Prepare the font matter only after you have a complete draft of the report, and don’t prepare the table of contents until the end.
The report front matter will include:
- Letter of transmittal
- Title page
- Abstract, which is sometimes referred to as an Executive Summary
- Table of contents
- List of illustrations
The body of the Recommendation Report may have the following sections:
|Section||Answers the question||Notes|
|Purpose||What is the purpose of this piece of communication?||Focus on the purpose of this document, not the purpose of the project.|
|Organizational Summary||What content is included in the memo?||Provide a brief overview of the report’s main sections for readers who may only read the summary.|
|Introduction||What problem(s) does the report address? What is the context?||Revise, redesign, and edit the description of the problem that you wrote in your Client Proposal and Visual Progress Report. Provide all of the background and rationale for pursuing this study. Include subheadings and multiple paragraphs for: |
1. Summary of the report,
2. The purpose of the report,
3. The background,
4. The sources of information,
5. The scope,
6. The most significant findings & recommendations,
7. The key terms.
8. A visualization that provides an illustration of the central argument of the recommendation (e.g., statement of the problem, stakeholders, and potential solutions.
|Research Methods||What work was done? How? Why?||Use task orientation, describe exact tasks performed, the rationale for each task. Demonstrates to the reader that you followed the plan outlined in the research proposal. If you made deviations, identify why.|
|Results (aka Findings)||What did you find out from your research?||From a task-orientation perspective, distinguish between primary and secondary research findings.|
|Limitations of the Study (optional)||What are the shortcomings of this study? What could we not study? Did anything go wrong?||Optional section. Include if you encountered any problems that might limit your recommendations|
|Conclusions (aka Discussion or Analysis)||What do your results mean?||Your research won’t “speak for itself” to the client. You have to tell the client what your results mean. Draw conclusions and implications based on what you have learned. Explain the relationships between pieces of data/information. Describe trends. If there are anomalies, explain what seems wrong or different from what was expected.|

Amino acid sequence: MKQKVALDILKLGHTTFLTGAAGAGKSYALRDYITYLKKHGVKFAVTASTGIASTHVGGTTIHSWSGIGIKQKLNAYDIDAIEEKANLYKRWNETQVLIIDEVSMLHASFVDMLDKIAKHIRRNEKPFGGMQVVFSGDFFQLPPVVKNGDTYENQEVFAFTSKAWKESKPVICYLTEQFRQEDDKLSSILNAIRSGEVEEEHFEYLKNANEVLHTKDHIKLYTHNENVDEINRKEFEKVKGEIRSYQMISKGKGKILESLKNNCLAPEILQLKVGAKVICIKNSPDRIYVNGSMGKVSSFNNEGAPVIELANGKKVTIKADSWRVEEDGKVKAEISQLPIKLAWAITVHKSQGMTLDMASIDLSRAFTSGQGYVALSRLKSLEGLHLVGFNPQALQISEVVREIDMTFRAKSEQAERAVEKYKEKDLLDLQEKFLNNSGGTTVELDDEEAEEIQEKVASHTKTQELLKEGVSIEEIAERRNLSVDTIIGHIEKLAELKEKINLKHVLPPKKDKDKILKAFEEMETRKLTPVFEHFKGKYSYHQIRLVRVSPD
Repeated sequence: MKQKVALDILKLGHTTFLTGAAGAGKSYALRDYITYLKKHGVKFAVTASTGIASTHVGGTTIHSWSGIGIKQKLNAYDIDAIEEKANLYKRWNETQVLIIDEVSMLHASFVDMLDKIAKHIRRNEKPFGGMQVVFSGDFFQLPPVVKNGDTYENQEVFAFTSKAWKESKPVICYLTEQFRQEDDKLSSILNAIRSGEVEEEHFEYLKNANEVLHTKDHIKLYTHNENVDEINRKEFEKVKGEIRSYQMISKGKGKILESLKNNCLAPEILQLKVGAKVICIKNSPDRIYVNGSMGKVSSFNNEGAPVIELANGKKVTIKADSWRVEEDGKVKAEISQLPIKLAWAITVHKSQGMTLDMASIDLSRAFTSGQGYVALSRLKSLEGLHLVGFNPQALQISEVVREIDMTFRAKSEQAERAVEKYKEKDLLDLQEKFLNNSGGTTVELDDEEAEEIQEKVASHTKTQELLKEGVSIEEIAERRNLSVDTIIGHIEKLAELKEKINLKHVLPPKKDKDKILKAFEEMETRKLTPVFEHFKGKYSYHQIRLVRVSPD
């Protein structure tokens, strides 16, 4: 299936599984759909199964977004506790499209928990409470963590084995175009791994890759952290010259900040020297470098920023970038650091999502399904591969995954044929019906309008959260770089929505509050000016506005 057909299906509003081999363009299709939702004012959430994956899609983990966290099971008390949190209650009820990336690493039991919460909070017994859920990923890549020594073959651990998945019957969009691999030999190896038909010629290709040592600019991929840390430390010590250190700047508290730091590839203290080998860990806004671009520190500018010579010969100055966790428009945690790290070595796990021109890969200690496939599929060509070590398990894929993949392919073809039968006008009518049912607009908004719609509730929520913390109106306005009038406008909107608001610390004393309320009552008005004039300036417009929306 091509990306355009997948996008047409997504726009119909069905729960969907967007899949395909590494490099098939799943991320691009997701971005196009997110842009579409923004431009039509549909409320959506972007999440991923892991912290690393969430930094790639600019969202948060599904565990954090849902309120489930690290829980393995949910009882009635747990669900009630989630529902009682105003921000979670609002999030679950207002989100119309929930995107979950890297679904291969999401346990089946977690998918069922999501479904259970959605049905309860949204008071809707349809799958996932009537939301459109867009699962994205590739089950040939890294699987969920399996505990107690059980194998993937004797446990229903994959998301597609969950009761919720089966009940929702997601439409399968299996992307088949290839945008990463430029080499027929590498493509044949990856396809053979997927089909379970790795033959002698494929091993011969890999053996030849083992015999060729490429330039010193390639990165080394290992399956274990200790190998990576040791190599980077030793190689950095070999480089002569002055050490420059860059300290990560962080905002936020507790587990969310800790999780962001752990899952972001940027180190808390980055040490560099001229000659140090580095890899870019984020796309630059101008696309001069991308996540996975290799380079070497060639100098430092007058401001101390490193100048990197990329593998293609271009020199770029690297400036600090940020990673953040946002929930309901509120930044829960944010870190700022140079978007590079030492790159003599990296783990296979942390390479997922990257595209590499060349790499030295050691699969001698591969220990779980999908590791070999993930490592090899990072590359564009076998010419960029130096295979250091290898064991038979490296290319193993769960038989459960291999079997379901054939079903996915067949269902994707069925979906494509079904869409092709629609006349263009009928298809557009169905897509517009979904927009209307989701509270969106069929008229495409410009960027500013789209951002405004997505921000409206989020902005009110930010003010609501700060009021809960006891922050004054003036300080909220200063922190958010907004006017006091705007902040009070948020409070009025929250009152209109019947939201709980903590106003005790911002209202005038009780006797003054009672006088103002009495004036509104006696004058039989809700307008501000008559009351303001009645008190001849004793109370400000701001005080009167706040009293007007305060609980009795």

|Recommendations||What recommendations can you offer based on your conclusions?||Tells the reader what steps, measures, actions they should take in light of the conclusions you have reached. Explain how the recommendations might be implemented.|
Required content: Report back matter
Collect material for the appendices as you go. The report back matter will include:
- Bibliography, which is sometimes referred to as Works Cited or References (Use a citation format appropriate for your field (APA, MLA, Chicago, IEEE, etc.)
- Appendices (e.g., letters of support, financial projections.
Formatting and design
- Page layout: Appropriate to audience, purpose, and context. 8.5 x 11 with 1-inch margins is a fail-safe default.
- Typography: Choose business-friendly fonts appropriate to your audience, purpose, and context; Arial for headers and Times New Roman for body text is a safe, neutral default.
- Headings and subheadings: Use a numbered heading and subheading system, formatted using the Styles function on your word processor.
- Bulleted and numbered lists: Use lists that are formatted correctly using the list buttons on your word processor with a blank line before the first bullet and after the last bullet
- Graphics and figures: Support data findings and arguments with appropriate visuals – charts, tables, graphics; Include numbered titles and captions
- Page numbering: use lower-case Roman numerals for pages before the table of contents, Arabic numerals; no page number on the TOC.